Unlike the javelin throwing and many other sports, hip rotation is not a relevant part of bowling's kinetic chain, we use our torso rotation to maximize energy transfer. Power is the rate at which energy is converted. In bowling we generate power by doing efficient body movements, I once heard Joe Slowinski say that ALL efficient players have high speed and high revolutions, they have them with minimum effort. As the ETBF coaches say elastic tension generates energy transfer in very short time, so we have to use it just at the right moment. When the swing is at the highest point, everything is combined to add energy to the ball which is already at its highest potential energy situation. Shoulders are completely rotated by the torso from the hips upward like a twisted spring about to be released, arms working in abduction, legs are at their maximum tension ready to propel the body AND the static ball forward. Once the ball is falling, the legs are pushing forward, shoulders are rotating, elbow straightens and then the wrist snaps followed by the thumb exiting the ball, all this in a completely horizontal way to avoid sending energy vertically which will be lost and won't get to the pins.

Power here is the combination of many factors not just speed, the ball has to lose axis rotation and tilt to hit hard, so if speed is high but you still have tilt and rotation it will hit without power. When direction and rotation vectors have the same direction the ball is rolling out and friction is maximum, the ball will not deflect after hitting the pocket.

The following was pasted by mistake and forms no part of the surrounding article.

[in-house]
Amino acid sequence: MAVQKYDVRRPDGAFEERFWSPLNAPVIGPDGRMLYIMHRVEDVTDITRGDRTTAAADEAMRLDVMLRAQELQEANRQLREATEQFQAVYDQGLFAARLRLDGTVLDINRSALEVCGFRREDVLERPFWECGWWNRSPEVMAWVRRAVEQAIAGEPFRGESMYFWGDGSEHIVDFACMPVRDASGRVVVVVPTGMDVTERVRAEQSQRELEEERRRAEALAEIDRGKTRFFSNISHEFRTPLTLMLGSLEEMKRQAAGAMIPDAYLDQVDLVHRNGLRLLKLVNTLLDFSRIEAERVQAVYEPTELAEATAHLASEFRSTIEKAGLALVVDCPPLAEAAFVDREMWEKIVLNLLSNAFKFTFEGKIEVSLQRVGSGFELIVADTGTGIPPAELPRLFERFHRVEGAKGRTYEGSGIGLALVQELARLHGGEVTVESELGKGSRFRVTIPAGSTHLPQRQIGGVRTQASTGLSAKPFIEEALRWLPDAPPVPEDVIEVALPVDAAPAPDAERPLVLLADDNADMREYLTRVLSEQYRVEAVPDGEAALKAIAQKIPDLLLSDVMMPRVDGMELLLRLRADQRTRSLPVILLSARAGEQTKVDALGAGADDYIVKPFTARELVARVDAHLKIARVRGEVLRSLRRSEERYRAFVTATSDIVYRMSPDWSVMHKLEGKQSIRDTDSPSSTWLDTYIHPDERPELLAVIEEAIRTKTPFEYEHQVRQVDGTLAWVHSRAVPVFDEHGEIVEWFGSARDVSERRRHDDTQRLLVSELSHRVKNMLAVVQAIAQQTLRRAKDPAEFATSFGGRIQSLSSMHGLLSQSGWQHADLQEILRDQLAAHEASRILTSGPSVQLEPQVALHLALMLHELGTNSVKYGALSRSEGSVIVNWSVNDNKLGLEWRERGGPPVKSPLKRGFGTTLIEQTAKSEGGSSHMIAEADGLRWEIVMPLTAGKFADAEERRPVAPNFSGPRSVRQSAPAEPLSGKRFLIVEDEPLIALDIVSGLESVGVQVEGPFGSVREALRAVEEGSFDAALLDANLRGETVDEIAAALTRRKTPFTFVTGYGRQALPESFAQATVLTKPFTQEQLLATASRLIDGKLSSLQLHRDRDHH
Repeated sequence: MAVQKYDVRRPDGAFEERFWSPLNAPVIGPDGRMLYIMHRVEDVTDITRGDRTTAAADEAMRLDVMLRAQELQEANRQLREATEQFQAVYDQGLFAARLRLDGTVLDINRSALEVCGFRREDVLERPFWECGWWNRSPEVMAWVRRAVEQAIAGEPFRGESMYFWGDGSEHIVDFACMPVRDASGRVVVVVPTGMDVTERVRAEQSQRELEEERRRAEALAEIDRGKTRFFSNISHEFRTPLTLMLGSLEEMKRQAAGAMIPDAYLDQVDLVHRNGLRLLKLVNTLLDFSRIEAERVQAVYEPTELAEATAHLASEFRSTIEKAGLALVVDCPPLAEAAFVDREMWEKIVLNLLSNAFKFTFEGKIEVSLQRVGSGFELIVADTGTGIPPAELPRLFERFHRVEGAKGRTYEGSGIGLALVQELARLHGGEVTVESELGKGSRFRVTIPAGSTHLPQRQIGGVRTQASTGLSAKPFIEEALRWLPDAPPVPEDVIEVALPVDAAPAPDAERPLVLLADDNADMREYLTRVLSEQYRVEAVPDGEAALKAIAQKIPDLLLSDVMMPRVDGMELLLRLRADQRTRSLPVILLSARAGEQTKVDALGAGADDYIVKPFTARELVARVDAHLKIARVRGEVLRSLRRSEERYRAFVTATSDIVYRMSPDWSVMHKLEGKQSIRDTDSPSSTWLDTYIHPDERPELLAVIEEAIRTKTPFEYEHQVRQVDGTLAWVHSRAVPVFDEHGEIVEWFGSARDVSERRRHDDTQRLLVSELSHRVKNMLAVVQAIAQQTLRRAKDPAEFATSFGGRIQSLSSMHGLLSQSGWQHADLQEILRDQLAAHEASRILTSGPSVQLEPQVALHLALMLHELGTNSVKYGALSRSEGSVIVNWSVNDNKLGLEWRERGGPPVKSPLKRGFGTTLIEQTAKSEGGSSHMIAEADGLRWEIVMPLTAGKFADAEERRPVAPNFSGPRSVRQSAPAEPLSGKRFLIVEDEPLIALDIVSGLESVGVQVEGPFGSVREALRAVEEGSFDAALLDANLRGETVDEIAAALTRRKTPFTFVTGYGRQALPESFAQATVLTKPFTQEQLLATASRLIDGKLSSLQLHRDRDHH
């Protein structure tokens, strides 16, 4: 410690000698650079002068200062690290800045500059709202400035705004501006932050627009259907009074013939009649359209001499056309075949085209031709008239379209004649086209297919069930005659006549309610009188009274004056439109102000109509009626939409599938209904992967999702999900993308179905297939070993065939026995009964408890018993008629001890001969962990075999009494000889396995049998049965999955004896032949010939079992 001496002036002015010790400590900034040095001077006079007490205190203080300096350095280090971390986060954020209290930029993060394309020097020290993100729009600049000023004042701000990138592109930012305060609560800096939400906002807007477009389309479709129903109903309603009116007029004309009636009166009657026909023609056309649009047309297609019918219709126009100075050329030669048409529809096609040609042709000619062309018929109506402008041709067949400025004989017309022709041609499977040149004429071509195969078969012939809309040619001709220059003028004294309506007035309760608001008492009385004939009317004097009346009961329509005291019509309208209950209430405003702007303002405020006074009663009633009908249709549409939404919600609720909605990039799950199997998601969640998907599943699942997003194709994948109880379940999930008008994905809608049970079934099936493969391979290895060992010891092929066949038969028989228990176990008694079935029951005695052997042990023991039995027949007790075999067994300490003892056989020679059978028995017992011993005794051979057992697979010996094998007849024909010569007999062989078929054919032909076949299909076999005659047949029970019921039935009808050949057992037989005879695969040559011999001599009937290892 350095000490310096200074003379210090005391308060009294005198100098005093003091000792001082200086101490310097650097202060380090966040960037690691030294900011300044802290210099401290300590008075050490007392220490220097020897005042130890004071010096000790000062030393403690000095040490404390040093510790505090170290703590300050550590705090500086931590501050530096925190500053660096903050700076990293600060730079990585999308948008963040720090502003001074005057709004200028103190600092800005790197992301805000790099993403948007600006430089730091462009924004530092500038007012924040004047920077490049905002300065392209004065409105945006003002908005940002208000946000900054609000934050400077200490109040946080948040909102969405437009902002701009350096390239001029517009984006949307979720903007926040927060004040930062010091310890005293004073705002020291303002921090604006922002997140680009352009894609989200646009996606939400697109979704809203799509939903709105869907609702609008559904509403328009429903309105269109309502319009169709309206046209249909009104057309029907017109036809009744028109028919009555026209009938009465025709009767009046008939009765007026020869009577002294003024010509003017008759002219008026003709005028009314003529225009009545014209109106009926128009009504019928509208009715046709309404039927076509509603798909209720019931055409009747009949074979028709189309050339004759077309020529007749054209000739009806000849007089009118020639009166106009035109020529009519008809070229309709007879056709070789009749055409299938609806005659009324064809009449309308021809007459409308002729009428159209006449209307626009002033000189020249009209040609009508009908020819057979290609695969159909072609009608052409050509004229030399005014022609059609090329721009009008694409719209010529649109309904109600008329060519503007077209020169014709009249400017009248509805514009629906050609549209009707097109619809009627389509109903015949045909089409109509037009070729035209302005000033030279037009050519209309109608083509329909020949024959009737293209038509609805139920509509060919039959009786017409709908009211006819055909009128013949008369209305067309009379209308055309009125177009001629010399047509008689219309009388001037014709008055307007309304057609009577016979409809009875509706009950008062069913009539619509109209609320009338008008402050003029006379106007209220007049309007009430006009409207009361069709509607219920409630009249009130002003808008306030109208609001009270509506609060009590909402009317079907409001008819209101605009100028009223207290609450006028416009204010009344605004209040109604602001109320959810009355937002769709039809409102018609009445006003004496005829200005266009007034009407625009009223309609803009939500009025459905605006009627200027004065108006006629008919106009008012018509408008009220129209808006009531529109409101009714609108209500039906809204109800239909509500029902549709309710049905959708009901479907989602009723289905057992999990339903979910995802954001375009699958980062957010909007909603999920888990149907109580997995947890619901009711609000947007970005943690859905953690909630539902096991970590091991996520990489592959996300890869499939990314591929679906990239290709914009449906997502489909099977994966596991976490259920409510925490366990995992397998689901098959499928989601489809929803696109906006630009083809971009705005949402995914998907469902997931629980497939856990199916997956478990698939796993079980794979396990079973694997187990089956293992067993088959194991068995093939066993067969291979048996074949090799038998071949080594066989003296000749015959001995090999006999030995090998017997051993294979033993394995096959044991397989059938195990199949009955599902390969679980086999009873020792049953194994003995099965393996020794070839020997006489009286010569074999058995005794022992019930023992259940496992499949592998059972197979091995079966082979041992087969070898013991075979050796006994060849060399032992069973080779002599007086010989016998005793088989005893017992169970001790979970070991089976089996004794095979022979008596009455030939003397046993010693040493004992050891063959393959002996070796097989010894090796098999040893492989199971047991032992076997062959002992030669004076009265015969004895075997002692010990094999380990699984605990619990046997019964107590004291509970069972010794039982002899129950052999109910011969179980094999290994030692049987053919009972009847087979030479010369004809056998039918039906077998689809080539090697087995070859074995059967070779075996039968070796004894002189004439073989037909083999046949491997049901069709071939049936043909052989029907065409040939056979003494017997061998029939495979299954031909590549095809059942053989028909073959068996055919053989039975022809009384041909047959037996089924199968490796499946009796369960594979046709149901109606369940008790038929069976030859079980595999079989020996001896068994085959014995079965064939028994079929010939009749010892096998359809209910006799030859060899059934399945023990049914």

Power then, is achieving a strong hit with maximum friction and small body effort or better said with the body moving efficiently. Too much speed without rotation is not power, too much rotation without speed isn't either, that's why timing and free swing are so important.


Thanks for your comments, efficient bio mechanics get the ball and body in the best possible position for body efficiency. I get that. But to say it adds 'power' is just a use of words to describe a free arm swing. At the end of the day its ball/body momentum that propels the ball down the lane.

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 Post subject: Re: Balance arm / torso
 Posted: Wed Mar 15, 2017 12:31 am Post Number: #8 Post
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Yes, it adds power, power in physics is the rate at which energy is delivered or Work per time unit (P=W/t), the more energy delivered on the pins, the more strikes. The best way to deliver power to the pins is by combining both rotation and speed at the right moment; shortly after the ball enters roll phase it will hit the hardest:



(Edited because it wasn't well redacted, thanks TonyPR)

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Last edited by 2y2 on Wed Mar 15, 2017 5:19 pm, edited 3 times in total.

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 Post subject: Re: Balance arm / torso
 Posted: Wed Mar 15, 2017 3:37 am Post Number: #9 Post
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I agree with 2y2, just ask Belmo or EJ Tacket jejeje :D

By the way 2y2 you meant "shortly before the ball rolls out", correct?


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 Post subject: Re: Balance arm / torso
 Posted: Wed Mar 15, 2017 5:14 am Post Number: #10 Post
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TonyPR wrote: